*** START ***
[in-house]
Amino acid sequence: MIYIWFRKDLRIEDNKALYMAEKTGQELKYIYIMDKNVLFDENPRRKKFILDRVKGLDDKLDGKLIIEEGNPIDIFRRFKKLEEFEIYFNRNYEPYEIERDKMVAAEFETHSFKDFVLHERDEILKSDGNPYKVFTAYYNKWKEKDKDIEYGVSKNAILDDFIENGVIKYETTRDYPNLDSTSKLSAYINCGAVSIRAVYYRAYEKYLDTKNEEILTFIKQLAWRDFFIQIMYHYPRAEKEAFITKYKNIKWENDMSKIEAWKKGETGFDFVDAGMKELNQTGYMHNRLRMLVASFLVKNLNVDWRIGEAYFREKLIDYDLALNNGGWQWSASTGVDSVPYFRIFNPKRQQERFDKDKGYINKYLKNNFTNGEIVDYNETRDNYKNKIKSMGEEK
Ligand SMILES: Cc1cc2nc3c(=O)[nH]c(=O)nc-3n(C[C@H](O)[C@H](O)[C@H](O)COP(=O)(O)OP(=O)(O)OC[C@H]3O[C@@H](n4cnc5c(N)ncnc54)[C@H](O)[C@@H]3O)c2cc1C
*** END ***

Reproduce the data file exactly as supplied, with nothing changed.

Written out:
[in-house]
Amino acid sequence: MIYIWFRKDLRIEDNKALYMAEKTGQELKYIYIMDKNVLFDENPRRKKFILDRVKGLDDKLDGKLIIEEGNPIDIFRRFKKLEEFEIYFNRNYEPYEIERDKMVAAEFETHSFKDFVLHERDEILKSDGNPYKVFTAYYNKWKEKDKDIEYGVSKNAILDDFIENGVIKYETTRDYPNLDSTSKLSAYINCGAVSIRAVYYRAYEKYLDTKNEEILTFIKQLAWRDFFIQIMYHYPRAEKEAFITKYKNIKWENDMSKIEAWKKGETGFDFVDAGMKELNQTGYMHNRLRMLVASFLVKNLNVDWRIGEAYFREKLIDYDLALNNGGWQWSASTGVDSVPYFRIFNPKRQQERFDKDKGYINKYLKNNFTNGEIVDYNETRDNYKNKIKSMGEEK
Ligand SMILES: Cc1cc2nc3c(=O)[nH]c(=O)nc-3n(C[C@H](O)[C@H](O)[C@H](O)COP(=O)(O)OP(=O)(O)OC[C@H]3O[C@@H](n4cnc5c(N)ncnc54)[C@H](O)[C@@H]3O)c2cc1C